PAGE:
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What is Merger? A Brief Explanation of Ethereum’s Transition from Proof of Work to Proof of Stake CoinBlog


In 23 days, the Ethereum network will transition to a Proof-of-Stake (PoS) consensus algorithm after operating as a Proof-of-Work (PoW) blockchain since July 30, 2015. Although the change will mean little to Ethereum users and traders, what changes under the hood is very important.

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Next month will be a monumental time for the Ethereum network and its participants. The merger will likely be one of the most anticipated and recognizable upgrades the blockchain has seen since the DAO hard fork. On or around September 15, 2022, Ethereum will implement The Merge, meaning the chain will completely change the consensus mechanism it once used. Since the inception of the blockchain, Ethereum’s consensus mechanism has been a proof-of-work (PoW) scheme, similar to Bitcoin’s consensus mechanism.

However, instead of the SHA256 PoW consensus mechanism, Ethereum relies on a scheme called Ethash, a PoW consensus agreement preceded by a mechanism known as Dagger-Hashimoto. The main purpose of Ethash was to offer ASIC resistance but after a few years, Ethash ASIC miners appeared in the market alongside the use of Graphics Processing Units (GPUs). Similar to Bitcoin’s PoW consensus algorithm, Ethash miners must put forward the computational cost of buying and operating ASIC or GPU miners, and using electricity.

What is Merger?  A Brief Explanation of Ethereum's Transition from Proof of Work to Proof of Stake

When the merger takes place, Ethereum will not depend on miners to validate transactions. Instead, network transactions will be validated by entities called validators. Using a PoS consensus mechanism, Ethereum validators are selected by owning 32 ethers and they must run three different pieces of software which include a validator, runtime client, and consensus client. At the time of writing, 13,406,821 ETH have been added to the Ethereum 2.0 contract and there are over 416,000 validators.

The Ethereum blockchain roadmap has been planning to become a PoS chain for several years. The Ethereum Foundation provides six different reasons why PoS is an improvement and one of the most cited is “better energy efficiency”. The Ethereum Foundation’s summary of the transition from ETH to PoS also states that the consensus mechanism offers “lower barriers to entry” due to “lower hardware requirements” and “there is no need so that elite gear has a chance to create new blocks”.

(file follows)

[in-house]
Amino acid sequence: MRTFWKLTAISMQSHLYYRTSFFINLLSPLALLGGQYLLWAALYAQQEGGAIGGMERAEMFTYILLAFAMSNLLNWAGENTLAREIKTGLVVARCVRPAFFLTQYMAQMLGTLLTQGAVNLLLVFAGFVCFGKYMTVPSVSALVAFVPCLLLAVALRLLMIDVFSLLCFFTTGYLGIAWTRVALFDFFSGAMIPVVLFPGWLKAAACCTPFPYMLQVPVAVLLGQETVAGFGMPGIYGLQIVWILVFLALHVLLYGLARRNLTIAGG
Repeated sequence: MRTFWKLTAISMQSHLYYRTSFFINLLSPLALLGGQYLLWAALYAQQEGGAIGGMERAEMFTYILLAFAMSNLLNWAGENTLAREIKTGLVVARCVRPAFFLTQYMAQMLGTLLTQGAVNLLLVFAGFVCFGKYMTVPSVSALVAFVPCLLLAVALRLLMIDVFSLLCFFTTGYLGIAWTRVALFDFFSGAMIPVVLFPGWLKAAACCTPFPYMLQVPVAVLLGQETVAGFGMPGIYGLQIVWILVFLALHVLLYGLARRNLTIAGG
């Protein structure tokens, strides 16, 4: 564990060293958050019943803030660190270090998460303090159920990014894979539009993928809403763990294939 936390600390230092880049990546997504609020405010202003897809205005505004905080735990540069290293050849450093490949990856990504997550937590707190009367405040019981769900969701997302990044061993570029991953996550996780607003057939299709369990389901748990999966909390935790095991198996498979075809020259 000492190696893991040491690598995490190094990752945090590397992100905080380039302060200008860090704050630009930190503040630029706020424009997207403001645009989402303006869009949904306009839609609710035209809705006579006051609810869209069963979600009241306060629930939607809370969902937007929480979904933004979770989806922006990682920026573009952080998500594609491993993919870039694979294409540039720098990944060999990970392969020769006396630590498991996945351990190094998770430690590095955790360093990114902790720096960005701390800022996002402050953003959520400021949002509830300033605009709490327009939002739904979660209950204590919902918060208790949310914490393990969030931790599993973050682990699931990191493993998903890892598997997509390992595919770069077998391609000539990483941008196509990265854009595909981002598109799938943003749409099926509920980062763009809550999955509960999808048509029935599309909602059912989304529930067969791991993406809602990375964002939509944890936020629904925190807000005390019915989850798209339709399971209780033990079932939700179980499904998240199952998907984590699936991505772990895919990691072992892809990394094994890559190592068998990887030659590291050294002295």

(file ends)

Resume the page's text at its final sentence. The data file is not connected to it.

Ethereum proof-of-work miners, those with ASICs and GPUs, will need to mine another crypto asset that leverages the Ethash algorithm and there are quite a few of these today. Miners can choose between classic ethereum mining, ravencoin, ergo, beam and possibly a new Ethereum PoW fork created amid The Merge transition. A few days ago, on August 20, 2022, the Ethereum Classic hashrate hit an all-time high. Ethereum (ETH) will follow a new set of consensus rules and mining Ethereum with a machine will be deprecated. Although the subject of PoS has been much discussed, the development towards achieving the goal has also been successful.

Currently, Ethereum runs a PoS chain called the Beacon chain that runs alongside the PoW blockchain network. The developers safely docked The Merge with the three main testnets – Ropsten, Sepolia and Goerli – and around nine phantom forks were run. The merge will be executed on the Ethereum mainnet on or around September 15, 2022, or when the total difficulty reaches 587500000000000000000000. At that time, the network will merge with the PoS consensus mechanism that has been applied to the Beacon Chain and the Ropsten, Sepolia and Goerli testnets.

Keywords in this story

Beacon Chain, Beam, Ergo, ETH, ETH 2.0 Contract, Ethash, Ethash Mining, Ether, Ether PoS, Ether PoW, Ethereum, Ethereum (ETH), Ethereum Classic, Goerli, Hashrate, PoS, PoS Consensus, Consensus Mechanism PoS, PoS Validators, PoW, Ravencoin, Ropsten, Sepolia, Terminal Total Difficulty, The Merge, Total Difficulty

What do you think of Ethereum changing its consensus mechanism to PoS from PoW? Let us know what you think about this topic in the comments section below.

Jamie Redman

Jamie Redman is the News Manager at Bitcoin.com News and a fintech journalist living in Florida. Redman has been an active member of the cryptocurrency community since 2011. He is passionate about Bitcoin, open-source code, and decentralized applications. Since September 2015, Redman has written over 5,700 articles for Bitcoin.com News about disruptive protocols emerging today.




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